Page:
ChatGPT turned up with false accusation against a professor when asked for some examples of sexual harassment at law schools, and gave a non-existent Washington Post story as a citation.
Citing a made-up 2018 Washington Post news article, ChatGPT accused George Washington University professor Jonathan Turley of touching a student on an Alaska class trip. There was no class trip, neither has Turley ever been accused of sexual harassment.
When this was brought to light, Turley wrote an op-ed on USA Today titled “ChatGPT falsely accused me of sexually harassing my students. Can we really trust AI?”
Soon afterward, Will Oremus from the Washington Post tested the same prompt on Bing, which also claimed Turley has been accused of sexually harassing a student, citing the previously mentioned op-ed as its source.
This adds further firepower to the anti-AI claim that soon, the internet will be full of misrepresented facts and fake claims, cross-referenced by even more AI language models.
The prompt and response were a part of UCLA professor Eugene Volokh’s research into GPT-4’s erroneous reporting of supposed crimes and misconduct loaded with made-up quotes.
This can easily be called lying but a generative chatbot like ChatGPT is merely trying to predict the next word in a sentence, and is not technically lying with intent. It’s more of a limitation of the program and OpenAI, besides giving warnings of the possibility of inaccurate results, assures that they are working on improving the factual accuracy of ChatGPT responses. Whether it means we will soon be browsing an internet full of misinformation and falsehoods is a tough topic to argue.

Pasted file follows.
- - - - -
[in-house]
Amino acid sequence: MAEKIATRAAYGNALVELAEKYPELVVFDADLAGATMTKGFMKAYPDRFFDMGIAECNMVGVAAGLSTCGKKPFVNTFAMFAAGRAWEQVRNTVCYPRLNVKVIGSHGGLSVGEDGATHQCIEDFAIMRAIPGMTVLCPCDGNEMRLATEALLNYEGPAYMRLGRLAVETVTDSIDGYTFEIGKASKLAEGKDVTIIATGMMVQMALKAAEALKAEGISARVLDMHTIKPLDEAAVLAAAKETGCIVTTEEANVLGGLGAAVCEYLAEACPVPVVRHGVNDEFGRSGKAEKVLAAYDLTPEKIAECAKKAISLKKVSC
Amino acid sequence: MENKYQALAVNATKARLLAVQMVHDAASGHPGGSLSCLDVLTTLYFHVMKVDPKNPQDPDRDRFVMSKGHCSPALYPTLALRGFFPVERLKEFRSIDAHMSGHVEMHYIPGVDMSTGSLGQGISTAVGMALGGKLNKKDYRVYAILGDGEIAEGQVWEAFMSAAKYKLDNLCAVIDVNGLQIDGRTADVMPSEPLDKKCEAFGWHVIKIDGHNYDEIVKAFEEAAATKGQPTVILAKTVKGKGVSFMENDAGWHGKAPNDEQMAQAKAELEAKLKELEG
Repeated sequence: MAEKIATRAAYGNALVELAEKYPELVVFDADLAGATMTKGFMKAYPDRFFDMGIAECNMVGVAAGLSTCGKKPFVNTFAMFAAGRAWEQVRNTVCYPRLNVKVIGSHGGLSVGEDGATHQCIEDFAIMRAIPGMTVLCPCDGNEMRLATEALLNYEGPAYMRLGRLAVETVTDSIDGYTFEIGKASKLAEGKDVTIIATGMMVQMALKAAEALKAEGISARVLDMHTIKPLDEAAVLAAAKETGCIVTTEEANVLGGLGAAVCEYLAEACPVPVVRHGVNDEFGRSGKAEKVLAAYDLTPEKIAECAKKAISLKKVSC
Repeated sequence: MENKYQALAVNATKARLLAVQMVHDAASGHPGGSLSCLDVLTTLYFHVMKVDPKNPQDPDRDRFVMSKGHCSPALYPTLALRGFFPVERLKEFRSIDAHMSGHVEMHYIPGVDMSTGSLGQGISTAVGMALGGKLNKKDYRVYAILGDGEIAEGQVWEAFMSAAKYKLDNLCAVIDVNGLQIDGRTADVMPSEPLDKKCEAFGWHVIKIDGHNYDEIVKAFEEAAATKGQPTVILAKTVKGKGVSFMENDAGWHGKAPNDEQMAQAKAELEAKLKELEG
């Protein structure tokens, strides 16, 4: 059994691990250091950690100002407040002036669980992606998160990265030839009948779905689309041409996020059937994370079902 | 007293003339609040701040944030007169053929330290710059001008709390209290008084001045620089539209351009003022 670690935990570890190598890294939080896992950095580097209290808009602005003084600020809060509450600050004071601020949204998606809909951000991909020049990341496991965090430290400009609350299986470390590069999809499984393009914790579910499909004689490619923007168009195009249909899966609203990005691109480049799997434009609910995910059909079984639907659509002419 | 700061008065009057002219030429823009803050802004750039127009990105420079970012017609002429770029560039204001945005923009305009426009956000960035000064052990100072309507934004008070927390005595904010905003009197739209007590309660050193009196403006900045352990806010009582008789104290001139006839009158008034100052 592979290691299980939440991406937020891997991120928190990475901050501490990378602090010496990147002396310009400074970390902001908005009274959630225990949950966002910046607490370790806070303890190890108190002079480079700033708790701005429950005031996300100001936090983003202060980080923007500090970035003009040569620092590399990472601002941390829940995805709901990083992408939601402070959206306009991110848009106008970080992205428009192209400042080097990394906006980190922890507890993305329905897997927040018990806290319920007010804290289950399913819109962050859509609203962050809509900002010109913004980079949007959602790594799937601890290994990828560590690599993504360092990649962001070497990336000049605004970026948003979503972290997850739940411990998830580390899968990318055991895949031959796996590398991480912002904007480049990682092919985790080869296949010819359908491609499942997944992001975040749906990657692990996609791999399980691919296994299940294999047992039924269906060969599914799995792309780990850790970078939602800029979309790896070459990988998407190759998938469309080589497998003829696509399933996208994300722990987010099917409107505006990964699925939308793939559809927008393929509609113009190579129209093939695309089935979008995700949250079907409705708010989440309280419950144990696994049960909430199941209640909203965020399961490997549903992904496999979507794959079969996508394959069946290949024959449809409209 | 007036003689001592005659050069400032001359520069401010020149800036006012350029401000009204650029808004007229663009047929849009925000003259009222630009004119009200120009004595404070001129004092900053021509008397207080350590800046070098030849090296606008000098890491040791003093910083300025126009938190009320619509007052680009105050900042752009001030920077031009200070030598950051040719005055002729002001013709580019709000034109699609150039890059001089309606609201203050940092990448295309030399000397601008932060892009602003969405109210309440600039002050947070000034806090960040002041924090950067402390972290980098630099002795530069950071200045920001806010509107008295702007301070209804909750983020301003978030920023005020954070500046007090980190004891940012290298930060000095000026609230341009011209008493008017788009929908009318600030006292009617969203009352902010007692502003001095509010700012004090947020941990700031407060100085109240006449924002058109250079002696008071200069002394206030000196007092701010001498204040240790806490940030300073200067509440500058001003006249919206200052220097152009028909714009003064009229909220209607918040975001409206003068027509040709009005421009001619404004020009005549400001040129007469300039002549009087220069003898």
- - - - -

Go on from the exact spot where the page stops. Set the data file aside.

We don’t know the exact discussion that the prompt writer and ChatGPT had prior, though we know that no ask was made for libelous or false allegations. The original prompt that included Turley’s name was about finding out if sexual harassment by professors was a problem at American law schools, ending with “Please include at least five examples, together with quotes from relevant newspaper articles.”
The exact response is as follows:
4. Georgetown University Law Center (2018) Prof. Jonathan Turley was accused of sexual harassment by a former student who claimed he made inappropriate comments during a class trip. Quote: “The complaint alleges that Turley made ‘sexually suggestive comments’ and ‘attempted to touch her in a sexual manner’ during a law school-sponsored trip to Alaska.” (Washington Post, March 21, 2018).”
Again, the news, quote, and the cited post are all made-up. Turley argues that it’s potentially a result of the ingrained bias that ChatGPT has, allowing it to create disinformation.
And this isn’t a one-off case.
Recently, Reuters reported a story where an Australian mayor was threatening to sue OpenAI over a ChatGPT response that claimed that the Hepburn Shire mayor Brian Hood was a guilty party in a scandal involving a Reserve Bank of Australia foreign bribery case, which is false.
ChatGPT also manufactured nonexistent peer-reviewed academic papers from leading researchers when it claimed that guns aren’t harmful to kids, as reported by USA Today. It further assured the prompt writer that “the references I provided are genuine and come from peer-reviewed scientific journals.”
With AI chatbots very likely to replace search engines in many regards, this can cause havoc in private lives of people. It’s not clear who is liable if a tool like ChatGPT defames someone, but it could be argued whether it’s defamation at all, unless someone uses the falsehood and publishes it to defame someone, in which case that person becomes liable, as ChatGPT does indeed warn users of the potential inaccuracy in its responses.